# Keith’s Conundrums: The Cone and the Frustum

Last time, I asked if there’s anywhere else in the universe with a river of Coca-Cola. Alex B wrote to say that because of the likelihood of all combinations of basic stuffs elsewhere in the universe, there is somewhere else that has Coke.

I disagree, and there are some interesting metaphysical lessons here, independent of worries about infinity when it comes to combinatorics and probability that some might have. This is what is called “essentiality of origin.” If I make an exact duplicate, molecule for molecule, of a twenty dollar bill, it is merely a perfect forgery. Why? Because it is illegal in Canada for anything other than the official government source to produce currency. Similarly, if the place elsewhere in the cosmos is not under license from the company based out of Atlanta, it’s not Coke, but merely a “perfect bootleg copy”.

What does this teach us? One thing it seems to, something perhaps otherwise unexpected: it seems we have an example of a property that is both relational and essential. (There is some pre-1970s philosophy that asserts without argument that essential properties have to be intrinsic.) The second lesson is that we should be on the lookout for other things that also have essentiality of origin. S. Kripke in his famous Naming and Necessity thinks he has some, for example. And the discussion continuous over there; I’ll not bother with anything further on that line but encourage people to read this (in my view) flawed classic. A third lesson is that sometimes one doesn’t need to worry about infinity if the topic can be analyzed without it.

With that, I will move to this month’s conundrum.

The Cone and the Frustum

This one is old, attributed to Democritus, my favourite Presocratic philosopher.

Take a right cone, and slice it parallel to the circle that forms the base. Now one has a smaller cone (from the “top”) and a so-called frustum.

Now consider the two surfaces – the top of the frustum and the bottom of the small cone. Are these circles the same size or not?

If they are the same size, it seems that since we could have done the cut anywhere, the cone was in fact a cylinder. That’s not right, so let’s look at the other alternative: they have different sizes. But then one is larger than the other, presumably that of the frustum, and then there’s a circle, and another tiny bit of indent and the other circle in the original cone. But that’s not what we started with either – a sequence of circles with indents like that sounds like some sort of weird ziggurat. So that’s not it either. That seems to exhaust the possibilities, so what on earth is going on?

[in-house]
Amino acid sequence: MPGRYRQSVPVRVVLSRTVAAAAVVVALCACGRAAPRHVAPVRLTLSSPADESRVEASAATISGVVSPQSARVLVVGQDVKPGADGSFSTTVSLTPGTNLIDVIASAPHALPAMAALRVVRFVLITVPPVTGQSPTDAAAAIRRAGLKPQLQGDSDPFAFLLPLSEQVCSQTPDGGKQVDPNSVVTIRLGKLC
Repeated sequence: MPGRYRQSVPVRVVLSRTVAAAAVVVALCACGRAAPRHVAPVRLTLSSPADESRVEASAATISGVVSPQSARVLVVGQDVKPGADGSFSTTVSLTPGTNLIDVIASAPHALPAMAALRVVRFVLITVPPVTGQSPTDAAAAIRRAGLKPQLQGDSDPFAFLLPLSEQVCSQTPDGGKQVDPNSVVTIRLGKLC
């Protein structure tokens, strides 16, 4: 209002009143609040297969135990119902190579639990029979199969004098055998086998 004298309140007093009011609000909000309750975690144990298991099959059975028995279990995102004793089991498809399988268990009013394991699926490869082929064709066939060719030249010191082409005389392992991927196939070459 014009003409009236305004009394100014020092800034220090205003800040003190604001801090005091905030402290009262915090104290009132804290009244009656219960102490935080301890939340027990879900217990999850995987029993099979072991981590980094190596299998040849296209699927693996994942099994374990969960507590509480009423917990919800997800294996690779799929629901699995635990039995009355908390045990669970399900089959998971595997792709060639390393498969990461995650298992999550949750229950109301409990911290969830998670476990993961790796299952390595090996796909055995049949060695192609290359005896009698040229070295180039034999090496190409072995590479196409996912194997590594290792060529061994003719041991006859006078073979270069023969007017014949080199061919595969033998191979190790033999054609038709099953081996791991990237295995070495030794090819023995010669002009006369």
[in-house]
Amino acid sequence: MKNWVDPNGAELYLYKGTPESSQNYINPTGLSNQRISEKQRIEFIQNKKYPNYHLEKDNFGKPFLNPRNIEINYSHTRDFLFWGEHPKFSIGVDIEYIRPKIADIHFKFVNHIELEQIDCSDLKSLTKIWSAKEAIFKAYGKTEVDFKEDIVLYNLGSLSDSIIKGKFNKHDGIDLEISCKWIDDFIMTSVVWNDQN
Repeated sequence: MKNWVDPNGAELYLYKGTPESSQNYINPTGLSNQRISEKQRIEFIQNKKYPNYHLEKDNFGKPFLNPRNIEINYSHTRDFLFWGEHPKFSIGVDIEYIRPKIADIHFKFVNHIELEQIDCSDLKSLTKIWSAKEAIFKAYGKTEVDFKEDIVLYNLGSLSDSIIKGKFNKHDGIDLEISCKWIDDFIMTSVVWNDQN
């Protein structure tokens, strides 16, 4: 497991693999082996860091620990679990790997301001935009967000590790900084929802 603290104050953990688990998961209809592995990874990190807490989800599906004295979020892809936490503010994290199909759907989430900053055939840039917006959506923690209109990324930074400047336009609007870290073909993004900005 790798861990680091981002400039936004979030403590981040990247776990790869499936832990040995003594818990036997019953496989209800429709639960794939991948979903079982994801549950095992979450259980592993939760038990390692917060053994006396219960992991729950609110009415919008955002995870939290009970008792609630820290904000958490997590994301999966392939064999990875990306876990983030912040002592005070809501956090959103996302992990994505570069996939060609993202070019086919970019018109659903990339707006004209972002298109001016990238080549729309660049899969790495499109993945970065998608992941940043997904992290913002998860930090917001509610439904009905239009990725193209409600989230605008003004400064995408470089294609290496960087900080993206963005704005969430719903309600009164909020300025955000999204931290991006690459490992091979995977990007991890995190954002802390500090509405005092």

(Fields to consider: ?)

“… two surfaces – the top of the frustum and the bottom of the small cone..”

No, ONE and the same same surface mathematically–there’s not a top and a bottom.

So clearly, same size circle.

“..since we could have done the cut anywhere, the cone was in fact a cylinder..”

No idea what you’re talking about here??

What am I missing? I’m assuming (not necessary but best for visualizing) the big cone is sitting

on a table, so your cut(s )is (are) parallel to the table, i.e. horizontal.

Oh, by the way, Keith, those 3 papers by Oppenheimer and Zalta on the Ontological Argument

are undoubtedly the worst papers on formal logic ever written and published in 4 so-called scholarly

journals, the redundant one theological so “scholarly” is more than dubious –email me and

I’ll send you their extensive list of nonsense.

Assuming the cone’s slope is smooth, the two circles are not the same size. If they were at all points, the cone would be a cylinder, as you note.

The second possibility you raise is the correct way to think of it – the circle at the top of the frustrum is just a little bit larger (in the limiting case, by one molecule) than the circle at the bottom of the (new, smaller) cone. Just as no child seems to grow one day to the next but clearly does so one year to the next, our cone is constantly growing in circumference even if this growth is not evident from a casual glance. Increase the magnification of our observation sufficiently and the cone will, indeed, appear as if it was “some sort of weird ziggurat.” This way of thinking holds even if the increase in circumference is imperfectly smooth at higher levels of magnification.

Leslie